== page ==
Marauder's Cote.jpg

The Marauder's Cote often takes the form of a sturdy leather coat with strategically placed light metal plates - often of mithril steel alloy. It provides some protection to vital organs, but the main thrust of the magic that empowers it is not defensive, but offensive, in nature. The Marauder's Cote allows the wearer to strike mighty blows that can cripple or disable their opponents. The runes Tykonus and Jotra are commonly used to enhance and empower the armour - engraved on metal plates, or sometimes scored into the shoulders and arms. In both cases they may be inlaid with small amounts of green iron, or greensteel.

The Jotun are known to make use of this armour; indeed some scholars suggest that the first suits used by humans were captured from the orcs. An old Wintermark story tells of three siblings who set off on a heroic quest to seize the secret of the Marauder's Cote from the western orcs. Each sibling hatches a different plan; one challenges the orc runesmiths and tries to take the secret by force; one uses Night magic to try and tease the secret from the mind of the sleeping runesmith; and one tries to steal the secret through cunning and trickery. Depending who is telling the story, two of the siblings fail but the third succeeds and brings the secret (a schema, if there is any truth to the story) back to Wintermark. Interestingly, the Jotun are said to tell a similar story - but in their version, a runesmith is inspired by a "powerful spirit" to set three challenges for a single Wintermark hero who seeks the secret of the Marauders Cote. The hero overcomes the challenges, and is rewarded with a tablet containing the secret of crafting the magical armour. Imperial scholars familiar with this version of the story suggest that the powerful spirit may well be one of the Summer eternals - most likely Barien or Cathan Canae.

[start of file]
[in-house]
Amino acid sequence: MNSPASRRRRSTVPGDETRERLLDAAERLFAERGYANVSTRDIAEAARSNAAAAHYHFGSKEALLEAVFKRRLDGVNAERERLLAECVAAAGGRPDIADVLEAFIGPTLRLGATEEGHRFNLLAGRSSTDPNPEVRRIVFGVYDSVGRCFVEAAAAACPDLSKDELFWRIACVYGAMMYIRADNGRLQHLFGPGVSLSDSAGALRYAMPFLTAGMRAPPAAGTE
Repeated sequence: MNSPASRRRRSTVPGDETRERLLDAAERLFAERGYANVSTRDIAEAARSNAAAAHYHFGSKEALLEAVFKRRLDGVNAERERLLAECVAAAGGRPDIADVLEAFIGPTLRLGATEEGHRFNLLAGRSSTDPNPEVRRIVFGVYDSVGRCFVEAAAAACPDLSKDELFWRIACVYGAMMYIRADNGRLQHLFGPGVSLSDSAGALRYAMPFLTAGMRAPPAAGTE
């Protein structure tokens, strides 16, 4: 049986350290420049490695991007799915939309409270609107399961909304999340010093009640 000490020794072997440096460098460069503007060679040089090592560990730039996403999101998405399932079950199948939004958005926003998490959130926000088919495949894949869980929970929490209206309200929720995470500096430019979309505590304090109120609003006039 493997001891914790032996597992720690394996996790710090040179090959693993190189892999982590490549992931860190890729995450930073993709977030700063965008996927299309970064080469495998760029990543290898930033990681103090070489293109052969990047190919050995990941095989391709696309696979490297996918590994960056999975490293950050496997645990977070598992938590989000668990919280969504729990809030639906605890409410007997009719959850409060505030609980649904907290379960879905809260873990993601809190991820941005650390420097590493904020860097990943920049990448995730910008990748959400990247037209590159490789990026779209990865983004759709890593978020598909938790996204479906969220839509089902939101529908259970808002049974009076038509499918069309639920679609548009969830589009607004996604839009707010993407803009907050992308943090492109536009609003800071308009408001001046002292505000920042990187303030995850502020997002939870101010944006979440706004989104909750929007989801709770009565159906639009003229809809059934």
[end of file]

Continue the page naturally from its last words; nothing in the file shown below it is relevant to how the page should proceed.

Regardless of where it came from, the Marauder's Cote waxes and wanes in popularity among Imperial soldiers. It is obviously of most use to a someone who already possesses a reserve of inner strength, but it can also be useful to someone wielding a Trollslayer's Crescent, or bearing an enchantment such as Still Waters, Running Deep.

The main advantage of the armour is that it is cheap to make and reasonably lightweight; two factors that have seen it enjoy an enduring popularity among the yeofolk of Dawn where it is usually called a Yeofolk's Hauberk, and in parts of Wintermark where it is called either a Marauder's Secret by those familiar with the poetic history of the item, or a Marauder's Bite by those who have been on the receiving end of a Jotun orc wearing it.

It is also popular with some Imperial Orcs, where it is often known as a Reaver's Cuirass. The association with reavers means that some orcs look down on it and its wearers. Those who favour its use however are quick to mention tales of Redsword Ferrak, a former gladiator, who used a Reaver's Cuirass throughout her career. From her first fights in the illegal battle pits of Sarvos; through the Orc Rebellion; during her tenure as general of the Summer Storm; during her several "sabbaticals" during which she lead reaving bands to raid the Broken Shore and the Mallum. Her armour took the form of a thick leather front-and-back plates secured at the shoulders, with runes marking the shoulder blades, and this is the common form used by orcs today. It has also been adopted by some League bravos inspired by tales of the orc hero's relentless aggression.


  • Form: Armour. Takes the form of a suit of medium armour. You must be wearing this armour to use its magical properties.
  • Requirement: Any character can bond to this item.
  • Effect: You may spend a hero point to call CLEAVE with any melee weapon you can wield, except a pike.
  • Materials: Crafting a Marauder's Cote requires no special materials. It takes two months to make one of these items.